Nato in con­trol of mis­sile shield de­spite suspicion

Weekend Argus (Saturday Edition) - - NEWS -

A Nato sum­mit got un­der way in War­saw yes­ter­day.

Nato of­fi­cials con­firmed “the con­di­tions are met” to put the shield sys­tem un­der a Nato flag. Wash­ing­ton hopes hand­ing over con­trol to the multi­na­tional Nato al­liance will calm Rus­sia, Europe’s ma­jor en­ergy sup­plier.

Euro­pean na­tions will be re­spon­si­ble for some fund­ing and adding as­sets to the shield over time.

The sys­tem comes as Nato pre­pares a new de­ter­rent in Poland and the Baltic states fol­low­ing Rus­sia’s 2014 an­nex­a­tion of Crimea. In re­sponse, Rus­sia is re­in­forc­ing its west- ern and south­ern flanks with three new di­vi­sions.

France, which is lead­ing diplo­matic ef­forts with Rus­sia and Ger­many to bring peace to east­ern Ukraine, needed as­sur­ances that con­trol of the shield was be­ing trans­ferred to Nato, not kept un­der the com­mand of US gen­er­als.

Mil­i­tary com­man­ders will have only sec­onds to de­cide whether to use the shield to try to shoot down a bal­lis­tic mis­sile.

France was re­luc­tant to al­low US gen­er­als too much au­thor­ity to act in such a mis­sile cri­sis.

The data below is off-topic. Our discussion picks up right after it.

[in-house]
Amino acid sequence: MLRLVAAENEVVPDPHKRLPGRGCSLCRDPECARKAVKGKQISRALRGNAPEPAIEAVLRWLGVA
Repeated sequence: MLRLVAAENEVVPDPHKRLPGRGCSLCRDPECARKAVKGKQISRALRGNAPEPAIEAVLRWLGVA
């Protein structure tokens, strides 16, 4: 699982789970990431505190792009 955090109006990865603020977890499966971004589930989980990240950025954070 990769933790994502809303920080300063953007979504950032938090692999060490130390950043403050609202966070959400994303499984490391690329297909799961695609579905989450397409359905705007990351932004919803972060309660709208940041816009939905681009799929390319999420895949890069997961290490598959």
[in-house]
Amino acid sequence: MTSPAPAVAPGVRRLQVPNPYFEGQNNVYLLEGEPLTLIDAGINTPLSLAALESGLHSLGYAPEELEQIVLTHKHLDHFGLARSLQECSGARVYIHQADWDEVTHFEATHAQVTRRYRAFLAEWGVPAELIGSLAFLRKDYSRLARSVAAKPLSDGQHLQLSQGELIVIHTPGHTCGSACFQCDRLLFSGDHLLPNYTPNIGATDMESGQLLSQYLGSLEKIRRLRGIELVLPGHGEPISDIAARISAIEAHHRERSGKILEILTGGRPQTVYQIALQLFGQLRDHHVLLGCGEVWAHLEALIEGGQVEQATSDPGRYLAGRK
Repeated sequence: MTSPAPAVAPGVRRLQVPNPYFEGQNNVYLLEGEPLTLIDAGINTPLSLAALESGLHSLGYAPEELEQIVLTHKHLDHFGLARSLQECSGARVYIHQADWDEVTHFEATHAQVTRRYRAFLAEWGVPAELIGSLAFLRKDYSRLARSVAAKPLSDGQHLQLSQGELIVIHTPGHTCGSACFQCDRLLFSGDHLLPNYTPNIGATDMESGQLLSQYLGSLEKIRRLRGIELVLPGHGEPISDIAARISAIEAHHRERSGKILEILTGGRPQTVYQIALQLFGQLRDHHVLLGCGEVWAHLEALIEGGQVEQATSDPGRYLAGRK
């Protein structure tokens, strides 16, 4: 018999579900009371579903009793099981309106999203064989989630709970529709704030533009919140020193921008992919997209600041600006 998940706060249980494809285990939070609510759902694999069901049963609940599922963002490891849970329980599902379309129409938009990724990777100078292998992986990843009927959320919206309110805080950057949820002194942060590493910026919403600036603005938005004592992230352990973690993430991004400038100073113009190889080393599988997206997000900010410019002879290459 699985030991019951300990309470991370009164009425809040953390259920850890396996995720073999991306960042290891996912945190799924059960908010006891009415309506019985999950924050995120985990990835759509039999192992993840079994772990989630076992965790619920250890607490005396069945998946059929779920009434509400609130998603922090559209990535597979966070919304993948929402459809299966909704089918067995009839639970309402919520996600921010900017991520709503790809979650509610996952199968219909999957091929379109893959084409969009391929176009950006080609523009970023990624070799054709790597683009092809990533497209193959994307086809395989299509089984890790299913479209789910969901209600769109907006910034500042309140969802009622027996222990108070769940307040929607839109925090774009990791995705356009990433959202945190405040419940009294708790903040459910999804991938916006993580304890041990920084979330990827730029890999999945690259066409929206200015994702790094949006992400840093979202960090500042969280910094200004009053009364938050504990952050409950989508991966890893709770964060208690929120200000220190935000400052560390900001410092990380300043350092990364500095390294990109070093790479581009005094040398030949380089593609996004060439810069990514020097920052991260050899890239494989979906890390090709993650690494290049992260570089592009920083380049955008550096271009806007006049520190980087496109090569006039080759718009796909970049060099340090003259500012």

Gen­eral De­nis Mercier said the de­ci­sion to hold an­other meet­ing of the Nato-Rus­sia Coun­cil, a fo­rum bring­ing to­gether Nato en­voys and Rus­sia at Nato head­quar­ters in Brus­sels, al­lowed the al­liance to bet­ter ex­plain its po­si­tion to the Krem­lin.

“The se­cond thing is di­a­logue with Rus­sia, to say clearly that this shield is against the pro­lif­er­a­tion of mis­sile threats, not against one coun­try and es­pe­cially not against the nu­clear ca­pa­bil­i­ties of Rus­sia,” Mercier said.

Rus­sian Pres­i­dent Vladimir Putin has said he doubts Nato’s stated aim of pro­tect­ing the al­liance against Ira­nian rock- ets, fol­low­ing last year’s his­toric nu­clear deal with Tehran and world pow­ers, which Rus­sia helped to ne­go­ti­ate.

The US switched on the $800 mil­lion (R11.7 bil­lion) mis­sile shield base in Ro­ma­nia in May and will break ground on a fi­nal site in Poland due to be ready by late 2018, com­plet­ing the de­fence line first pro­posed al­most a decade ago. When fully op­er­a­tional, the de­fen­sive um­brella will stretch from Green­land to the Azores. – Reuters

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